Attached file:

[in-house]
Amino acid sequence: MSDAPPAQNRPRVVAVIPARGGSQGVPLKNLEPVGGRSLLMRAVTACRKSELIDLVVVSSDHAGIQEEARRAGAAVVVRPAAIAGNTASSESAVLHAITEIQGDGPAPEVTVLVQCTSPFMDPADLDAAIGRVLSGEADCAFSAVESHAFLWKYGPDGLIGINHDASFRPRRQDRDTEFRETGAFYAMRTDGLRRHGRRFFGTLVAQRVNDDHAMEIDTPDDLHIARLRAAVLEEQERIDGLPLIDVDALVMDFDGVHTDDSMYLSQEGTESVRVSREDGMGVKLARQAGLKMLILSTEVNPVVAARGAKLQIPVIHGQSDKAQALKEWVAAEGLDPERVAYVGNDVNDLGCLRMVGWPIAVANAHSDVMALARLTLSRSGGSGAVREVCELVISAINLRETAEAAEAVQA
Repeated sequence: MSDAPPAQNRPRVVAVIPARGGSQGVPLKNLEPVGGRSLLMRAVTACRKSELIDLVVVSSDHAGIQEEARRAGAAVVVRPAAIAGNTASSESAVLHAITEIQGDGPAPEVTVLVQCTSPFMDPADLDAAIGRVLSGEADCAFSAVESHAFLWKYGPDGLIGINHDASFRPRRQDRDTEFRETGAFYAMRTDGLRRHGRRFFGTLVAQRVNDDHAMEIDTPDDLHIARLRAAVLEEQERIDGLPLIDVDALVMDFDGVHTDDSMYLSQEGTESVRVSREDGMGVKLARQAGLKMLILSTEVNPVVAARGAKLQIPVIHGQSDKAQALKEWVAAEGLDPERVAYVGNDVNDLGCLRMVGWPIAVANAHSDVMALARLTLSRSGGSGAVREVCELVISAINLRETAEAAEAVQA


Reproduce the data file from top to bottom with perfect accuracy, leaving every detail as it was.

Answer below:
[in-house]
Amino acid sequence: MSDAPPAQNRPRVVAVIPARGGSQGVPLKNLEPVGGRSLLMRAVTACRKSELIDLVVVSSDHAGIQEEARRAGAAVVVRPAAIAGNTASSESAVLHAITEIQGDGPAPEVTVLVQCTSPFMDPADLDAAIGRVLSGEADCAFSAVESHAFLWKYGPDGLIGINHDASFRPRRQDRDTEFRETGAFYAMRTDGLRRHGRRFFGTLVAQRVNDDHAMEIDTPDDLHIARLRAAVLEEQERIDGLPLIDVDALVMDFDGVHTDDSMYLSQEGTESVRVSREDGMGVKLARQAGLKMLILSTEVNPVVAARGAKLQIPVIHGQSDKAQALKEWVAAEGLDPERVAYVGNDVNDLGCLRMVGWPIAVANAHSDVMALARLTLSRSGGSGAVREVCELVISAINLRETAEAAEAVQA
Repeated sequence: MSDAPPAQNRPRVVAVIPARGGSQGVPLKNLEPVGGRSLLMRAVTACRKSELIDLVVVSSDHAGIQEEARRAGAAVVVRPAAIAGNTASSESAVLHAITEIQGDGPAPEVTVLVQCTSPFMDPADLDAAIGRVLSGEADCAFSAVESHAFLWKYGPDGLIGINHDASFRPRRQDRDTEFRETGAFYAMRTDGLRRHGRRFFGTLVAQRVNDDHAMEIDTPDDLHIARLRAAVLEEQERIDGLPLIDVDALVMDFDGVHTDDSMYLSQEGTESVRVSREDGMGVKLARQAGLKMLILSTEVNPVVAARGAKLQIPVIHGQSDKAQALKEWVAAEGLDPERVAYVGNDVNDLGCLRMVGWPIAVANAHSDVMALARLTLSRSGGSGAVREVCELVISAINLRETAEAAEAVQA